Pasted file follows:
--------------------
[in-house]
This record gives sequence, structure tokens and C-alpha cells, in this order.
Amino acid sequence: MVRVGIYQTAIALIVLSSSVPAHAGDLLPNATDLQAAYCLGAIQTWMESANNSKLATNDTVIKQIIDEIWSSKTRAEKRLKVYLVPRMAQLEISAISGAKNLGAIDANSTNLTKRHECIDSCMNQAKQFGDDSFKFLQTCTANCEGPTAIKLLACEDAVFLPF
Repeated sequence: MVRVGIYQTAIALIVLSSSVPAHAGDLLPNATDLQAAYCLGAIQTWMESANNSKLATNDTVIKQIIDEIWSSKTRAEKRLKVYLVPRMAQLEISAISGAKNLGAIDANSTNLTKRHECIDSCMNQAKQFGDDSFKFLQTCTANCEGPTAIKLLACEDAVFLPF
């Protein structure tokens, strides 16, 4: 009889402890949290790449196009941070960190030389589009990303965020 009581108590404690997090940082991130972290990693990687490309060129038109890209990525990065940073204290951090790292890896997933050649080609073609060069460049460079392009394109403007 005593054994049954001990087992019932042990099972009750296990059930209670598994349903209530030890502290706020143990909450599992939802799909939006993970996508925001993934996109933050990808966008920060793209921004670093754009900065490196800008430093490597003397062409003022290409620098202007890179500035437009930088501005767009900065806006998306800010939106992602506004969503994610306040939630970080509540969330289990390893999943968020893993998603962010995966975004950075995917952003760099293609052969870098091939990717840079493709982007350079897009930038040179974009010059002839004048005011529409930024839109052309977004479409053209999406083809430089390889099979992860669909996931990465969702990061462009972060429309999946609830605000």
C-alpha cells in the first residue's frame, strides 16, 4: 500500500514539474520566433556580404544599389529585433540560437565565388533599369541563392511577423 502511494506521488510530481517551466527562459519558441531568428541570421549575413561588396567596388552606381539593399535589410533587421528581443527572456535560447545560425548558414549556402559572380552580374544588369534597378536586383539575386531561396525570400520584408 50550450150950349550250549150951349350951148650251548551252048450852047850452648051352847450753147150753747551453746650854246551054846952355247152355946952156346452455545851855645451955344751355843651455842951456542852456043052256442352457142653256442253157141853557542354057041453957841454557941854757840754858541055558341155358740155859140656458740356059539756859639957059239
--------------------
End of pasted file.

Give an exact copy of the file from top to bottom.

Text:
[in-house]
This record gives sequence, structure tokens and C-alpha cells, in this order.
Amino acid sequence: MVRVGIYQTAIALIVLSSSVPAHAGDLLPNATDLQAAYCLGAIQTWMESANNSKLATNDTVIKQIIDEIWSSKTRAEKRLKVYLVPRMAQLEISAISGAKNLGAIDANSTNLTKRHECIDSCMNQAKQFGDDSFKFLQTCTANCEGPTAIKLLACEDAVFLPF
Repeated sequence: MVRVGIYQTAIALIVLSSSVPAHAGDLLPNATDLQAAYCLGAIQTWMESANNSKLATNDTVIKQIIDEIWSSKTRAEKRLKVYLVPRMAQLEISAISGAKNLGAIDANSTNLTKRHECIDSCMNQAKQFGDDSFKFLQTCTANCEGPTAIKLLACEDAVFLPF
């Protein structure tokens, strides 16, 4: 009889402890949290790449196009941070960190030389589009990303965020 009581108590404690997090940082991130972290990693990687490309060129038109890209990525990065940073204290951090790292890896997933050649080609073609060069460049460079392009394109403007 005593054994049954001990087992019932042990099972009750296990059930209670598994349903209530030890502290706020143990909450599992939802799909939006993970996508925001993934996109933050990808966008920060793209921004670093754009900065490196800008430093490597003397062409003022290409620098202007890179500035437009930088501005767009900065806006998306800010939106992602506004969503994610306040939630970080509540969330289990390893999943968020893993998603962010995966975004950075995917952003760099293609052969870098091939990717840079493709982007350079897009930038040179974009010059002839004048005011529409930024839109052309977004479409053209999406083809430089390889099979992860669909996931990465969702990061462009972060429309999946609830605000």
C-alpha cells in the first residue's frame, strides 16, 4: 500500500514539474520566433556580404544599389529585433540560437565565388533599369541563392511577423 502511494506521488510530481517551466527562459519558441531568428541570421549575413561588396567596388552606381539593399535589410533587421528581443527572456535560447545560425548558414549556402559572380552580374544588369534597378536586383539575386531561396525570400520584408 50550450150950349550250549150951349350951148650251548551252048450852047850452648051352847450753147150753747551453746650854246551054846952355247152355946952156346452455545851855645451955344751355843651455842951456542852456043052256442352457142653256442253157141853557542354057041453957841454557941854757840754858541055558341155358740155859140656458740356059539756859639957059239